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Wood Buffalo's Métis leaders fear some elders are left out of early vaccination efforts

Lack of steady health-care services, crowded housing and a high number of elders has made First Nations and Métis settlements a priority for vaccination efforts.

Some Métis leaders in Wood Buffalo fear they have been left out of Alberta's vaccination plans because none of them have been incorporated as Métis settlements.

Phase 1B of Alberta's COVID-19 vaccination plan includes elders over the age of 65 on First Nations and Métis settlements. All Albertans over the age of 75 are included in this plan.

The municipal hamlets of Conklin, Fort McKay and Janvier are mostly Métis. But, community leaders say elders between 65 and 74 in those communities have been left out of the plan.

"We really don't know much yet," said Shirley Tremblay, president of Conklin Métis Local 193. The community's health-care is limited to two nurses that visit Conklin twice a month, but they have not been able to provide any updates on vaccines.

Alberta Health's local breakdown of COVID-19 cases treats Wood Buffalo's rural areas as a whole rather than by hamlet.

Community leaders say Janvier and the adjacent Chipewyan Prairie First Nation had at least 40 COVID-19 cases this past summer, while Conklin had between 20 and 25.

Lack of steady health-care services, crowded housing and a high number of elders has made First Nations and Métis settlements a priority for vaccination efforts.

McMurray Métis has 45 elders between 65 and 74 that will be left out of Phase 1B because the Local is based in Fort McMurray. Bryan Fayant, McMurray Métis' disaster and recovery strategist, said those elders will be vaccinated with the general public. This is not expected to happen until Fall.

“In Alberta, it is recognized that Indigenous elders are part of a first priority,” said Fayant. “Our elders are a part of the regular rollout and I just don’t think that’s enough.”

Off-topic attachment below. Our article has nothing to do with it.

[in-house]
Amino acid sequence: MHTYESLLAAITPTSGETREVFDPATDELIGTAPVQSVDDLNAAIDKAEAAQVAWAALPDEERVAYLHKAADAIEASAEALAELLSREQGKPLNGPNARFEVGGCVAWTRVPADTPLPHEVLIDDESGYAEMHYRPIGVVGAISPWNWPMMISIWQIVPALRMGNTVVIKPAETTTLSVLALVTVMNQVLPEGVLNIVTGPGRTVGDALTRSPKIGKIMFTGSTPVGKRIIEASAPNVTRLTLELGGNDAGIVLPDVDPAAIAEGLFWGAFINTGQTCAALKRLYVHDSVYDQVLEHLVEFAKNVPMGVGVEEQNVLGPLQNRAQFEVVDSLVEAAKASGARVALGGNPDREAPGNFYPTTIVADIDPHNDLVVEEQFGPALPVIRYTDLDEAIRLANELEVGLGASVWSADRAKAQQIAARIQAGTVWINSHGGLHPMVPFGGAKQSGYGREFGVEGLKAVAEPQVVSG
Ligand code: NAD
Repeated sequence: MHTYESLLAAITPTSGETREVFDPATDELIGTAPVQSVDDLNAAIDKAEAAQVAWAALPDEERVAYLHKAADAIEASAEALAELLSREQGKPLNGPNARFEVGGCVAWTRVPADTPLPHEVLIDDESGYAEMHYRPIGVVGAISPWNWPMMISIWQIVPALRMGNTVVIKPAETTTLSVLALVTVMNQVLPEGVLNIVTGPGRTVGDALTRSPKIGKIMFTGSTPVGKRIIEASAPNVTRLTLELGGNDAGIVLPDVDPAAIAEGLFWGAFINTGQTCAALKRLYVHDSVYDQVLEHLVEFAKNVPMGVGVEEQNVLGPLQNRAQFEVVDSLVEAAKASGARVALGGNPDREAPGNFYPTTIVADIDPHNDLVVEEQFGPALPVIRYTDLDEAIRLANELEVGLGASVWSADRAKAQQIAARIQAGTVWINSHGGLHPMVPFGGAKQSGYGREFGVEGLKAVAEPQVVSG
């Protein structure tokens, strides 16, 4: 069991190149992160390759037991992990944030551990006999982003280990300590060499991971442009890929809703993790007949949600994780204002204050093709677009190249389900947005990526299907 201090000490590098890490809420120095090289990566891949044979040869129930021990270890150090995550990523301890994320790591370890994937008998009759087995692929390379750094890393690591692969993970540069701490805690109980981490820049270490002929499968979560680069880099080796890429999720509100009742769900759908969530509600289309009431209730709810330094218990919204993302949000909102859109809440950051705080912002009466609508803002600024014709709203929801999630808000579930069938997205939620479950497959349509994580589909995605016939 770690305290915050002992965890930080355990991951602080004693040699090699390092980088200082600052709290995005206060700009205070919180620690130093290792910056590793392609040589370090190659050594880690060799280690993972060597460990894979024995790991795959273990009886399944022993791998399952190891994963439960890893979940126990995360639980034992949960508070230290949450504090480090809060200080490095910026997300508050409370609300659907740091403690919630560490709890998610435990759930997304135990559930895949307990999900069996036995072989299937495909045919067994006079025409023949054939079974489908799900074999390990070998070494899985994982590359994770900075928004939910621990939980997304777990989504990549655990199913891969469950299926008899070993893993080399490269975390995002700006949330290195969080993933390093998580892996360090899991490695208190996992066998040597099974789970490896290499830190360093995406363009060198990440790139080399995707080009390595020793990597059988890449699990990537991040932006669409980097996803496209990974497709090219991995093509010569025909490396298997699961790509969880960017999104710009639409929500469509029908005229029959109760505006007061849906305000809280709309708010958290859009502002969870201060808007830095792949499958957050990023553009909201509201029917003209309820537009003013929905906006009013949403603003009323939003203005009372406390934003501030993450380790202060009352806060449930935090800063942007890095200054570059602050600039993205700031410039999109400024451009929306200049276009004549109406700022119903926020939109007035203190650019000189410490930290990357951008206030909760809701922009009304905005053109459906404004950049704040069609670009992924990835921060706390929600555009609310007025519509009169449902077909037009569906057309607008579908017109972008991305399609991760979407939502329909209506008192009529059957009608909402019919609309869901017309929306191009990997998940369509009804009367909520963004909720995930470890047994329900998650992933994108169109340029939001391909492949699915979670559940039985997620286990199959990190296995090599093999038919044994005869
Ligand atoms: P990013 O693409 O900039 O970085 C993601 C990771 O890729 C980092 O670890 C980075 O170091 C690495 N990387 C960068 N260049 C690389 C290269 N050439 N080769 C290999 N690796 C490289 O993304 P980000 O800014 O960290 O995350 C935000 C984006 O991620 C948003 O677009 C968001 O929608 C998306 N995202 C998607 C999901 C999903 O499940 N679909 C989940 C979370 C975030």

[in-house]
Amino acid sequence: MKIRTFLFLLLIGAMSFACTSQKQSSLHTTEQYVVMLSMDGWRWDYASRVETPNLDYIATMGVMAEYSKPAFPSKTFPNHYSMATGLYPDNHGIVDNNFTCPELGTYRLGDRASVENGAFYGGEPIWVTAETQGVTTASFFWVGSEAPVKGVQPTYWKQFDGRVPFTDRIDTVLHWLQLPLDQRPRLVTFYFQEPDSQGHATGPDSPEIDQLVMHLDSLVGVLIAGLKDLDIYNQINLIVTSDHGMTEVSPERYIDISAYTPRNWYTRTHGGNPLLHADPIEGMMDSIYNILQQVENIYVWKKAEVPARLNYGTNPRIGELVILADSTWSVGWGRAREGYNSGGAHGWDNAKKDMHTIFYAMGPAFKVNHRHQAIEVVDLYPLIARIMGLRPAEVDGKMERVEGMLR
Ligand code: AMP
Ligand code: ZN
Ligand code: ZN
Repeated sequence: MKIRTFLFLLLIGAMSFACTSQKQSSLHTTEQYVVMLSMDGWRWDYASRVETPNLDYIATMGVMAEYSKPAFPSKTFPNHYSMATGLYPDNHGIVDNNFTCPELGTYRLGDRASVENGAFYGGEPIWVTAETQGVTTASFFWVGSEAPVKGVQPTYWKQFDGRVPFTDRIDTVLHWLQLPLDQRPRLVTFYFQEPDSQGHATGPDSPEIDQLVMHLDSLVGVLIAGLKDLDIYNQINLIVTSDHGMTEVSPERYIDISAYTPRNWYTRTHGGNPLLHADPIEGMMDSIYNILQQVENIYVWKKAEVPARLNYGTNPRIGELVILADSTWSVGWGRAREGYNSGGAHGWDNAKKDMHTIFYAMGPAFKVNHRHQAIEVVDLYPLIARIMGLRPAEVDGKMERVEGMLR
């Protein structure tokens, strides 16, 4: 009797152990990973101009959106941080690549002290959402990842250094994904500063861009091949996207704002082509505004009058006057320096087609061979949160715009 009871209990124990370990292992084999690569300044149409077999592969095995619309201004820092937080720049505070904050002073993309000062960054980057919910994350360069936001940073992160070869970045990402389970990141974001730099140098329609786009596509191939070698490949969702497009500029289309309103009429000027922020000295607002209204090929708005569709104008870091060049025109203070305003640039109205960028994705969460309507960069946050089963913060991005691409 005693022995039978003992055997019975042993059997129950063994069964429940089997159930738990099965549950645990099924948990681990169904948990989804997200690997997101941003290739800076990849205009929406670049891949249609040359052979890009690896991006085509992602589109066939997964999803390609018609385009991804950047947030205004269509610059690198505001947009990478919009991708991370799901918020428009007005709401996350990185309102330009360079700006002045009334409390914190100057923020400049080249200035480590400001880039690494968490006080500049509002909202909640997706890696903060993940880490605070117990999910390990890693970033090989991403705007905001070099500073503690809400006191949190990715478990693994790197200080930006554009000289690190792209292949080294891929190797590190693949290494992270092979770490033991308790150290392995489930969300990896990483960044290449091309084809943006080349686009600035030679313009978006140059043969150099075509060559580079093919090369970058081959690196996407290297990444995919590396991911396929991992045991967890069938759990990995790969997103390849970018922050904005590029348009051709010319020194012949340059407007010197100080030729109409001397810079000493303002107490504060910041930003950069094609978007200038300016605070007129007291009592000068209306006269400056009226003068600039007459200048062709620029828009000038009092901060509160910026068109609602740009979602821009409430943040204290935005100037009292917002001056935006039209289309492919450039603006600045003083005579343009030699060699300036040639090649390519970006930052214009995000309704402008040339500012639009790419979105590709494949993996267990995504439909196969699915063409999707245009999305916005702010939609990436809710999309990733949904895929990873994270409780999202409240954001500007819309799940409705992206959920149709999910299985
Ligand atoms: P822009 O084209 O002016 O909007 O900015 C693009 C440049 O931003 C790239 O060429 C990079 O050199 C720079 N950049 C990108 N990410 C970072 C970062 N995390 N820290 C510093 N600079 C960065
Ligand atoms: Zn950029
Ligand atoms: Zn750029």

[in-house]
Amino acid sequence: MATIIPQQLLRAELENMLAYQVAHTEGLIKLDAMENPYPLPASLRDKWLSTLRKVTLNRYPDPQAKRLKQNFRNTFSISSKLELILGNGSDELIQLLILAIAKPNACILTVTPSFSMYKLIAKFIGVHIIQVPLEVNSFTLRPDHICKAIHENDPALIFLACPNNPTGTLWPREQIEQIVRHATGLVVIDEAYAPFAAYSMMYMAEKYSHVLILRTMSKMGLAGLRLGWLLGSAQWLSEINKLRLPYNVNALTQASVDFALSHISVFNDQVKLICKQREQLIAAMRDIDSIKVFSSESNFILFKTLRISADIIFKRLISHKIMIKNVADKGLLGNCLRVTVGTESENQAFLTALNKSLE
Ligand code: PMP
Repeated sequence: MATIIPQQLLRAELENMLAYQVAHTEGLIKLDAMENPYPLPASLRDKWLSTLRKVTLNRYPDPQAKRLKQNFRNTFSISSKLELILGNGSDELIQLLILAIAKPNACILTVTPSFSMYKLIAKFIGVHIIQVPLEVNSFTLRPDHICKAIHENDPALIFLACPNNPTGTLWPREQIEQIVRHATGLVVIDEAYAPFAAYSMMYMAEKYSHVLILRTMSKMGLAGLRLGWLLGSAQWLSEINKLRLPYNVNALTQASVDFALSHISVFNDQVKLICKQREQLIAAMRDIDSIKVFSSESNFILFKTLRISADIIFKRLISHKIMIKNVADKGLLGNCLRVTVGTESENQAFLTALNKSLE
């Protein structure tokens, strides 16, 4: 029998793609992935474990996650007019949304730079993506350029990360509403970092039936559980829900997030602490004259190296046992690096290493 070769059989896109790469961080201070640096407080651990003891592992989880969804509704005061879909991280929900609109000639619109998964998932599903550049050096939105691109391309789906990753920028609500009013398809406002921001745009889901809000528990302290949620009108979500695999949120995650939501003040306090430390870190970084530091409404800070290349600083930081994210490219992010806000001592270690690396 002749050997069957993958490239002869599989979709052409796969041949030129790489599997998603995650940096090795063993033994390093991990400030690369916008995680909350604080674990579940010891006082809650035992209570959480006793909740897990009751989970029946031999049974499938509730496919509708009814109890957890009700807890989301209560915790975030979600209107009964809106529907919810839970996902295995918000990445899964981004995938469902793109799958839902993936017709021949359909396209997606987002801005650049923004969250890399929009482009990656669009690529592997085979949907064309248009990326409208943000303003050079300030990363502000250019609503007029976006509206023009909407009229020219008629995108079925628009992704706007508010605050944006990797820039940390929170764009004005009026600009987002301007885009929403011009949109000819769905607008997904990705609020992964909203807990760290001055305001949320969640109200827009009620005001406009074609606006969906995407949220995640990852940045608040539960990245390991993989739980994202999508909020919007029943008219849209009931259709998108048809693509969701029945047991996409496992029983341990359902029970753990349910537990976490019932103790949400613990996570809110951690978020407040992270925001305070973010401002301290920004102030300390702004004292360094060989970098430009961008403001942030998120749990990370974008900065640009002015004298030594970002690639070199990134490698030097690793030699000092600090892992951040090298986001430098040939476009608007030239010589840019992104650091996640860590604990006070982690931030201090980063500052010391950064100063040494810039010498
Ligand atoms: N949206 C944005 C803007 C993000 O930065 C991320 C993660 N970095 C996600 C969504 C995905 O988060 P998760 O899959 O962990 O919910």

In an email, Alberta Health spokesperson Tom McMillan said limited supply is straining the government's vaccination rollout.

“As more vaccines arrive, we’ll expand our approach,” he said. “Our goal is to immunize Albertans as safely and effectively as possible.”

Ron Quintal, president of Fort McKay Métis Nation, said most information he knows about the vaccination plan comes from the Fort McKay First Nation's leadership.

Métis health-care workers and elders at Fort McKay's Riverside Continuing Care Centre have been included in vaccinations. But, Quintal said the Métis community itself has "fallen below the radar."

“Because of the connection that we have with the First Nation here in the community, we have access to information we wouldn’t usually get,” he said. “There isn’t a lot of information flowing directly from the government to the Métis community.”

The only community exempt from these frustrations is Fort Chipewyan. Just like Wood Buffalo's southern hamlets, the municipal areas of Fort Chipewyan are mostly Métis.

Because of the community's isolation, Kendrick Cardinal, president of Fort Chipewyan Métis Local 125, said a community-wide COVID-19 strategy is being drafted. Twenty health-care workers and elders have already been vaccinated.

“This might not have been the same if we weren’t in such an isolated area,” said Cardinal.

The Nunee Health Authority is releasing the plan on Feb. 1, but details could change depending on how quickly Alberta can get more vaccines.

“We’re just moving as the days go by at this point,” said Friday Block-Lanas, assistant director of the Nunee Health Authority. “Everything is in a limbo right now.”

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